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Artist Robin Carlson shares Norwegian tales with Amtrak passengers

Robin Carlson of Kenmare boarded Amtrak’s Empire Builder train on July 23rd with her troll, Magnus Haakon Misse, by her side.

8/07/13 (Wed)

Riding the rails with a troll . . . Robin Carlson of Kenmare shows
her troll Magnus Haakon Misse and some of her traditional Norwegian
weaving to a passenger riding Amtrak enroute to Havre, MT. Carlson
participated in the Trails & Rails program offered by Amtrak,
in partnership with the National Park Service and the North Dakota
Council on the Arts, where she shared stories and information
about her Norwegian heritage with other riders.

By Caroline Downs

Robin Carlson of Kenmare boarded Amtrak’s Empire Builder train on July 23rd with her troll, Magnus Haakon Misse, by her side.

She had one purpose in mind for the journey: to share her Norwegian tales with as many passengers as possible on the line between Minot and Havre, Montana, as a folk artist participating in the Summer 2013 Trails & Rails program.

Carlson, who is listed on the North Dakota Council on the Art’s artist-in-residence roster, was tapped to perform on the Empire Builder July 23rd and 24th. “I just kept talking to people, from the minute I got on the train until I was done,” she said. “It really was a fascinating experience for me.”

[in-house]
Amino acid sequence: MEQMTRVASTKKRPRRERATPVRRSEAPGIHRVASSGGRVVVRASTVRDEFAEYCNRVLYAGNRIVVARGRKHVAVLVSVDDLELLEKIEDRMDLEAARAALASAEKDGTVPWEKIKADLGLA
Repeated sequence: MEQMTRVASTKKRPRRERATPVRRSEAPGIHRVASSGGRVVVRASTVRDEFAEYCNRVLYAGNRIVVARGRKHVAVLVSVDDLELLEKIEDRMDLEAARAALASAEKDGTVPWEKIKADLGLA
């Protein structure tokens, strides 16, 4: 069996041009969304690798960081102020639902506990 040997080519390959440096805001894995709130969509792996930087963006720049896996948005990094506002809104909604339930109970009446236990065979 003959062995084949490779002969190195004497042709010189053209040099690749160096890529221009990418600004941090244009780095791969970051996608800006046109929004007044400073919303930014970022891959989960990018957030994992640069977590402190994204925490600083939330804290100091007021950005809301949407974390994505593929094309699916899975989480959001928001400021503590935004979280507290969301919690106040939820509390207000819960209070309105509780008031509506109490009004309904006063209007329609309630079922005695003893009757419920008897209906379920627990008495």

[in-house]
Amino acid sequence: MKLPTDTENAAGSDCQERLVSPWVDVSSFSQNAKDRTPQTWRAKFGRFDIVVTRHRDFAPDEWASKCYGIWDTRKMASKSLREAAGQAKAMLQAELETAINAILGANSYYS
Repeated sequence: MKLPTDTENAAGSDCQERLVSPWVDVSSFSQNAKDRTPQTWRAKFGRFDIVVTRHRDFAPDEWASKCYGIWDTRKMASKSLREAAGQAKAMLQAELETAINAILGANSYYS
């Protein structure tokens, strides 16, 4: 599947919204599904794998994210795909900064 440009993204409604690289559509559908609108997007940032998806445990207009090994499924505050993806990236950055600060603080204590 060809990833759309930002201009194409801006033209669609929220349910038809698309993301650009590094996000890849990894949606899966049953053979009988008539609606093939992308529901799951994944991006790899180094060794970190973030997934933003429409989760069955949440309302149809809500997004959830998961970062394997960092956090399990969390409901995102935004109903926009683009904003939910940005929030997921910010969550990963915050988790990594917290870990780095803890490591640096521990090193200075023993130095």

She became one of the NDCA’s artists-in-residence 20 years ago, focusing presentations held in schools, nursing homes and other venues on her love and appreciation for Norwegian culture and heritage. She describes herself as a Norwegian weaver, yarn maker, sculptor and tale spinner, and dons a red bunad, a traditional long skirt and bodice worn by Norwegian women, for the performances.

The bunad often broke the ice for Carlson on the train as it attracted the attention of other passengers. They questioned her about the outfit, which gave her the opportunity to explain the relationship between the colors and fabrics used and her Norwegian ancestry.

The troll also drew attention from strangers, especially children. “Magnus Haakon Misse was a troll that took care of the farm animals,” Carlson explained. “Sunlight can never touch a troll or he will turn to stone.”